overviewPhD Presentation NOTES #6
link to pdf
[A list of references is provided in ~Notes #20]
Fish struggle to climb trees

  • The point being made here epitomises the sense of frustration and inadequacy felt by many with a dyslexic learning difference in trying to embed their own learning strengths, qualities and processes into an environment of curriculum delivery which is framed to suit very different, but conventionally considered as 'normal', learning and study characteristics.

  • 'Difficulty’ or ‘disorder’ are both loaded with negative connotations that imply deficit, particularly within the framework of traditional human learning experiences in curriculum delivery environments that remain almost entirely ‘text-based’.  This is despite the last decade or two of very rapid development of alternative, technology or media-based delivery platforms that have permeated western democracies and much of the alternative and developing worlds.

  • This 'new way' is embraced by an information society that sees news, advertising, entertainment and ‘gaming’, government and infrastructure services, almost all aspects of human interaction with information being delivered through electronic mediums.

  • And yet formal processes of education by and large remain steadfastly text-based which, although now broadly delivered electronically, still demand a ‘conventional’ ability to properly and effectively engage with the ‘printed word’ both to consume knowledge and also to create it.

  • This persistently puts learners with dyslexia - in the broadest context - and with dyslexia-like learning profiles at a continual disadvantage and hence is inherently unjust.

  • An interesting, forward-looking paper by Cavanagh (2013) succinctly highlights this tardiness in the delivery of education and learning to keep up with developments in information diversity and candidly observes that the collective field of pedagogy and andragogy should recognize that, rather than learners, it is curricula that is disabled and hence, needs be fixed – a standpoint that resonates with the underlying rationale that drives this PhD Project.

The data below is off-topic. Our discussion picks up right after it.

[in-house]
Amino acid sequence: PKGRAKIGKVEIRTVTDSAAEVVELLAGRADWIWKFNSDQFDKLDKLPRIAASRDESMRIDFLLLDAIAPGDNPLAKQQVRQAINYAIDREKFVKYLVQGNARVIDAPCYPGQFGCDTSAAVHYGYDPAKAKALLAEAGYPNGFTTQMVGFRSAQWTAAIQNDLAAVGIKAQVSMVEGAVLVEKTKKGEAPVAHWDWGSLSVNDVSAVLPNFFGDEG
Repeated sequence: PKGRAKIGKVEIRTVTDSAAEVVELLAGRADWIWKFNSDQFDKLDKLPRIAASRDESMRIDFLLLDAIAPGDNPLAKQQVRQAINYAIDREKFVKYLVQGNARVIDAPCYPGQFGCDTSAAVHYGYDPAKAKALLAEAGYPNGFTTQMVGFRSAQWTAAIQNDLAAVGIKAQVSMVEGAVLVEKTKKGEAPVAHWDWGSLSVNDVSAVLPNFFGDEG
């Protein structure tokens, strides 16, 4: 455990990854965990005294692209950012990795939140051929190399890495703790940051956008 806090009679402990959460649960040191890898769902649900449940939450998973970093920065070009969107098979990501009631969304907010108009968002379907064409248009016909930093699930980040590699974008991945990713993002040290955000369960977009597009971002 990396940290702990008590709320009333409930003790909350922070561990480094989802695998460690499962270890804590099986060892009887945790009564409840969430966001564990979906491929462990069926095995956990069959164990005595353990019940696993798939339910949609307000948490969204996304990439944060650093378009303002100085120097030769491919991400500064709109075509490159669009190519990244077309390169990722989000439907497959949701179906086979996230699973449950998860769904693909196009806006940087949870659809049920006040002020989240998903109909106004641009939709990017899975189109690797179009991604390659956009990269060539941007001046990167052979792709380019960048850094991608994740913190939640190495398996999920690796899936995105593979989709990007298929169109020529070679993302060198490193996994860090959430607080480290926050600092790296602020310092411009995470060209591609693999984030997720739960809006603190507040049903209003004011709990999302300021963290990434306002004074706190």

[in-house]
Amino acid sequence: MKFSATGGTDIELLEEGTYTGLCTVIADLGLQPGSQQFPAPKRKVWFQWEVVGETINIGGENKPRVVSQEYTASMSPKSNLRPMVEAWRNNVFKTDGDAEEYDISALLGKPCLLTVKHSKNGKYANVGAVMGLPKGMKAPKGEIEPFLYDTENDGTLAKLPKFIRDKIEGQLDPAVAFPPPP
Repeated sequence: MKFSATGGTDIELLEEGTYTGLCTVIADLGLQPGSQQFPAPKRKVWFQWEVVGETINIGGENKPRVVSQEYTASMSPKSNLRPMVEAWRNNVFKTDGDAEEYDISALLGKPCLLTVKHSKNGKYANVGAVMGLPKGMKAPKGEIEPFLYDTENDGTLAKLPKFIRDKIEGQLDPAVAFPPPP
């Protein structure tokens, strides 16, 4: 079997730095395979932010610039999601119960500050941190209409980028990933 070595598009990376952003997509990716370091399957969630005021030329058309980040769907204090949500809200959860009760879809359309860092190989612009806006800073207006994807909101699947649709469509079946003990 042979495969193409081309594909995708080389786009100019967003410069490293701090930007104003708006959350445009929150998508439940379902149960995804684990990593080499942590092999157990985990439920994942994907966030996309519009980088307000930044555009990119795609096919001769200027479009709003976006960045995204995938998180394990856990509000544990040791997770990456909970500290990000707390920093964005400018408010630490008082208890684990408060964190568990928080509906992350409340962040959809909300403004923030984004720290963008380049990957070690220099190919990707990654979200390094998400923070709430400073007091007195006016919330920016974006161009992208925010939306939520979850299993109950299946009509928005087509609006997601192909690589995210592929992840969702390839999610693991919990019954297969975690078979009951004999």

• Cavanagh is one of the more recent proponents of a forward-facing, inclusive vision of a barrier-free learning environment - the Universal Design for Learning (UDL) – which as a 20-year-old ‘movement’ originating from a seminal paper by Rose & Meyer (2000) is attempting to tackle this issue in ways that would declare dyslexia to be much more widely recognized as, at worst, a learning difference amongst a plethora of others, rather than a learning difficulty or worse, disability.

  • The core focus of UDL is that the learning requirements of all learners are factored into curriculum development and delivery so that every student's range of skills, talents, competencies and challenges are recognized and accommodated without recourse to any kind of differentiated treatment to 'make allowances'. Hence it becomes the norm for learning environments to be much more easily adaptable to learners’ needs rather than the other way around.

  • There is an increasing body of evidence to support this revolution in designing learning in this way, where researchers persistently draw attention to the learning-environment challenges facing different learners, ranging from the desirability for equitable accommodation into the exciting new emphasis on developing STEM education (eg: Basham & Marino, 2013) to designing learning processes for properly including all students into health professions courses (eg: Heelan, et al, 2015).